- 1.Fever In The Funkhouse
In the 1960's an independent record company in Detroit, Michigan began creating and marketing hit records better and in larger volume than any record company in the world. The name of this record company was Motown. The recording techniques that were developed by Motown in the mid 60's were part of the formula for the company's success. Even today, many of the recording techniques used find…Continue
left to right: Benny Benjamin, James Jamerson, Joe Hunter, Larry Veeder, Hank Crosby
left to right: Paul, Riser, Herbie Williams, Robert White, Hank Crosby, James Jamerson
left to right: Robert White, Danny Turner, Earl Van Dyke, Uriel Jones, James Jamerson
To Motown's stars, the four wooden steps leading down to Hitsville's basement were a bridge to a land of dreams. But to the studio musicians who shaped the Motown sound, the stairs were a gateway to a workplace, a cramped, smoke stained, dimly lit room they affectionately dubbed "The Snakepit." For almost fourteen years on a daily and nightly basis, the musicians transformed that basement into a hit factory. They rolled masterpieces off the production line in an hour or less, trading friendly insults as they worked. Known as "Funk Brothers", they were utterly unknown.
Berry Gordy demanded assembly-line efficency. Sessions started at 10 o'clock and were over in the afternoon. Most of the time they were three hour sessions. Since they could call for a session seven days a week the Funk Brothers were always on call. They were paid $10 a song until everything was right.
In some of those three hour sessions there might be two or three producers depending on the number of songs. The Union rule was that you could cut no more than four songs at a session. However because the Funk Brothers were an in-house band the Union was never around. So they cut whatever needed to be done.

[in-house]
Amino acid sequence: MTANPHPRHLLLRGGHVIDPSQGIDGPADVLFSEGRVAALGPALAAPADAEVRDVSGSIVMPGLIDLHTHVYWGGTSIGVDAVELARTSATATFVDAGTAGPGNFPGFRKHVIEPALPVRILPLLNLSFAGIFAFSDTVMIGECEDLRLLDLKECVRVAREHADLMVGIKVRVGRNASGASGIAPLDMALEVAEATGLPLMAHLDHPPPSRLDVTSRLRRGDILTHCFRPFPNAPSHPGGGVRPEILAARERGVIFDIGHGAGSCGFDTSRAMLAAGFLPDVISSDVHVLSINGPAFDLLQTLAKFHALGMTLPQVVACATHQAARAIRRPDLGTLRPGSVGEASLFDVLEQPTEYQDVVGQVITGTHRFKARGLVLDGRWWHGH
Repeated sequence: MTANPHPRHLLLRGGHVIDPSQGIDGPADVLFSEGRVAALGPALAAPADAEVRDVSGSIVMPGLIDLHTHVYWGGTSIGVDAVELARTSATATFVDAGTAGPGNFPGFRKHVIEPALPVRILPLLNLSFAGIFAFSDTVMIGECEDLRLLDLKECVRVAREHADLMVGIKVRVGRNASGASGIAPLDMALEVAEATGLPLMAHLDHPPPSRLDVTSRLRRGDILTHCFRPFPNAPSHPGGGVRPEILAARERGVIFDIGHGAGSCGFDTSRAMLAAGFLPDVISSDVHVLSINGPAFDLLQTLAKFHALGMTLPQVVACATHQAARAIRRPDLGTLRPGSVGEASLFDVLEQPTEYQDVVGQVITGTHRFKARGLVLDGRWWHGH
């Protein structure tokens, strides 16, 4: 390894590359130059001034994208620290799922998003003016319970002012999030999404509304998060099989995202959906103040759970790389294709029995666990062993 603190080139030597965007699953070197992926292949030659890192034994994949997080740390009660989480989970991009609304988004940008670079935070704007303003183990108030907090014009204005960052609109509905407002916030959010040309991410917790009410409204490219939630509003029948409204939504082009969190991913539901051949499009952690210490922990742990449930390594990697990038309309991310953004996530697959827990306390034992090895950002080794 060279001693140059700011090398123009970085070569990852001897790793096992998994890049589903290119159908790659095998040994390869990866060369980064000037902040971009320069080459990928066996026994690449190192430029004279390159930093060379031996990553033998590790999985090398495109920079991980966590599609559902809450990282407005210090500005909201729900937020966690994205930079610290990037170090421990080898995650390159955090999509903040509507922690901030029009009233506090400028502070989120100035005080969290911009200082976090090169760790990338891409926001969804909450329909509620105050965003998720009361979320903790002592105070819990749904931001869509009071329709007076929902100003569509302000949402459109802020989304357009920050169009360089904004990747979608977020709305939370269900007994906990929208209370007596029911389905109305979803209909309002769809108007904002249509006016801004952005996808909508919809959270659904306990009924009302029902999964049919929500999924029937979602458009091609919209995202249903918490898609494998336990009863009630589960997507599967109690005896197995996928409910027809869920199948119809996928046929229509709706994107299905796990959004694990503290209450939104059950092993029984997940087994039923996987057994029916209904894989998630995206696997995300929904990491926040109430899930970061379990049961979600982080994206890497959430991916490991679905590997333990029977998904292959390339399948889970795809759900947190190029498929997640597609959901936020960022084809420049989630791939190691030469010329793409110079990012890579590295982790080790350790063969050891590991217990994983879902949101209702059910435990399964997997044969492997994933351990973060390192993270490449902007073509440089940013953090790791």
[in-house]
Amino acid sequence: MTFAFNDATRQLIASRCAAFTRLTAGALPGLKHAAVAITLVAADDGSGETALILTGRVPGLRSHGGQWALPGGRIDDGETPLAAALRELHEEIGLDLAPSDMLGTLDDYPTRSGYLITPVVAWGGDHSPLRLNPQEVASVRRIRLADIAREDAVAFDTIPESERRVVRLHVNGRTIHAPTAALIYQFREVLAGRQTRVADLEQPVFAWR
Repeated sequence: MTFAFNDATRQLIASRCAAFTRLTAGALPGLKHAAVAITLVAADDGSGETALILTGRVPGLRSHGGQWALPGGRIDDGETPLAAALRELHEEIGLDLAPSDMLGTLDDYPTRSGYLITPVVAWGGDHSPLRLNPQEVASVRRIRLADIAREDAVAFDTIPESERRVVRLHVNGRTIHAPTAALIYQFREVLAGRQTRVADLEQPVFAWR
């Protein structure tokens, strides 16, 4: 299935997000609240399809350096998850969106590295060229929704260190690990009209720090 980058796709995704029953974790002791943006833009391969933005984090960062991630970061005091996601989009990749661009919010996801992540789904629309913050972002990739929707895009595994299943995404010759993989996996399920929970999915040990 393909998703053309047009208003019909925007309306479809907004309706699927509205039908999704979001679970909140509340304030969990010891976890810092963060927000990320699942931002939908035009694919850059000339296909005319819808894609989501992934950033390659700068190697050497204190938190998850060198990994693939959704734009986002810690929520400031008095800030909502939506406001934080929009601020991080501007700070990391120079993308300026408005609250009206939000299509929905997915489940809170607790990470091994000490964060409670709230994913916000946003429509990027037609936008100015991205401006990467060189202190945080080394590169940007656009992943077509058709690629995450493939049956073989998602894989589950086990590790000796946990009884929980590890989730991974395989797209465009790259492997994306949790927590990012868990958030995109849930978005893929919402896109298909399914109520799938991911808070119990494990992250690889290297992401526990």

When they weren't working at Studio A they could often times be found jamming at Millie's Chit Chat Lounge on 12th Street.
Here are the names of those musicians, broken down into the three distinct periods of the Motown Sound.
1959-1962 The early Motown hits were blues based, a product of the uncluttered approach devised by the Motown staff songwriters and producers in tandem with local blues and R&B musicians. Most of the arrangements were done on the spot by the musicians, occasionally with a simple horns background added.
The earthly, down home piano playing of Joe Hunter, Motown's first bandleader, contributed a great deal to the success of hits like "Pride and Joy" and "Come Get These Memories." Although he left in 1964, Hunter's greatest achievement was bringing together the intregal components of a world class studio band.